Fair Compensation

THERE ARE MANY LEGITIMATE risks and a real need for workers' compensation (workers' comp) in the waste business. Yet fraud costs billions of dollars each year. Although the U.S. Chamber of Commerce, Washington, D.C., estimates that about 10 percent of workers' comp claims are fraudulent, some sources estimate 25 percent is more accurate.

For example, in August, investigators arrested three people from a chiropractic office and charged them with numerous felony charges. If convicted, each accused individual could face up to five years in prison and/or a fine of $50,000.

The arrest resulted from a three-year California Department of Insurance investigation into the chiropractic office that uncovered numerous alleged auto insurance and workers' comp insurance violations.

On one occasion, an undercover officer even brought in a Jack Russell terrier for chiropractic treatment. The dog was treated and the office billed an insurance company as if the officer received the treatment.

Waste companies are not immune to similar workers' comp violations. Workers' comp fraud can be committed by employees, employers, health care providers, attorneys and others.

Employees may try to extend workers' comp benefits unnecessarily or claim an injury happened on the job when, in fact, it didn't. In a recent case, a Charleston, W. Va., woman was sentenced to five years of supervised probation and ordered to pay full restitution to West Virginia's Workers' Compensation Commission — $113.97 each month until she reaches $6,838.04 — after pleading guilty to conducting a fraudulent scheme. The commission discovered the woman forged medical reports to lengthen her disability period.

Creative billing, such as in the case of treating a dog and billing an insurance company for it, is seen as a common abuse among medical providers.

Even employers can contribute to workers' comp fraud by under-reporting payroll, misclassifying workers or misleading insurance companies about their prior workers' comp claims.

Unfortunately, employers, employees, insurance carriers and consumers pay the cost of fraud in lost jobs and profit, lower wages and benefits, and higher costs for services and premiums. There are a number of proactive steps, however, that waste companies can take to help minimize their exposure to workers' comp fraud.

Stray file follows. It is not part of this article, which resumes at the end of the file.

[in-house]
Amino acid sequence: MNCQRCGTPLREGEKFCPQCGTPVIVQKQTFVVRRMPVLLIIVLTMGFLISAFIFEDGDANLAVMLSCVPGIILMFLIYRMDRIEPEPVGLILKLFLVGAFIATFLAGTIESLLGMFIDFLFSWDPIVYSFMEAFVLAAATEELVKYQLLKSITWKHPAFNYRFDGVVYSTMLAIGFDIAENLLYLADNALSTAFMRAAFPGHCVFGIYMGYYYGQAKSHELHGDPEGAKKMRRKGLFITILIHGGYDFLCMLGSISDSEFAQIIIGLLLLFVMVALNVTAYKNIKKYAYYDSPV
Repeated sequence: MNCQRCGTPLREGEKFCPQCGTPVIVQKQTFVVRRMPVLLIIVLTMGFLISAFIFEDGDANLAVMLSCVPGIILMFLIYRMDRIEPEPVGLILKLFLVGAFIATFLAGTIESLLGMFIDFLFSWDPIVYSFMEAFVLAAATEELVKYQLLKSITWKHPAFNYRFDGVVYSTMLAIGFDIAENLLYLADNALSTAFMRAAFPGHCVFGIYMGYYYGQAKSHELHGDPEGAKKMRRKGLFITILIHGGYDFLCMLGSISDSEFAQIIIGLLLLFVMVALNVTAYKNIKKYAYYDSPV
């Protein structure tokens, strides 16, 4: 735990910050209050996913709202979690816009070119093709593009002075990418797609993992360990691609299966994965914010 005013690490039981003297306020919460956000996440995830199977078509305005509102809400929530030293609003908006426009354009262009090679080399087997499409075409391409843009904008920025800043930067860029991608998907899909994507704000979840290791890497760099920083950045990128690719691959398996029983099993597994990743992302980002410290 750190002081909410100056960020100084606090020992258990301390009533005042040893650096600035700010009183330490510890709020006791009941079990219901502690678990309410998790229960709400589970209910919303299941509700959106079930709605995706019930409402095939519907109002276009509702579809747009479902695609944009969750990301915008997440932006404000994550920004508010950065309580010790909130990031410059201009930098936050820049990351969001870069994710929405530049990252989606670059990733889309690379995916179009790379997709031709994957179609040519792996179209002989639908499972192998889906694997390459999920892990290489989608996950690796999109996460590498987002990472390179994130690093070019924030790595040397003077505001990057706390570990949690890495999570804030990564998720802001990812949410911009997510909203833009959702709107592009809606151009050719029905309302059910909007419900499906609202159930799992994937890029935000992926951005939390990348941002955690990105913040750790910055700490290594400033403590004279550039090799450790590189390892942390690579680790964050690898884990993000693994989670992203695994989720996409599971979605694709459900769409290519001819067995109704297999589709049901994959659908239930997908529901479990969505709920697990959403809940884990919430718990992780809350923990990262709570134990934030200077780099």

Safety is the obvious first step to minimize injuries that could develop into prolonged disability cases. Companies continually need to ensure that each worker has a safety manual and knows the written road and safety procedures of the company.

Sometimes, employers hesitate to tell employees how the workers' comp system works because they fear that employees will take advantage of it. But it is important to spread the word on workers' comp benefits and also on how fraudulent claims can cost everyone.

A workers' comp claim requires proactive attention, not reactive. An employer should remain involved in the entire claim process from injury to return to gainful employment. Managing the risks of workers' comp claims and potential fraud relies on recurrent communication — communicating the importance of safety on the job, demonstrating a “zero tolerance” for fraud and giving managers tools and procedures such as for recordkeeping.

Companies should offer employees temporary modified-duty whenever possible: Creating a return-to-work program that gets employees back to work, perhaps with reduced workloads or lighter duty, can be a compromise that boosts employee morale and reduces costs.

It's a dog eat dog world in business. There is no guarantee that everyone will play fair. But until Jack Russell Terriers start hauling garbage, it can't hurt to be on the lookout for potential fraud.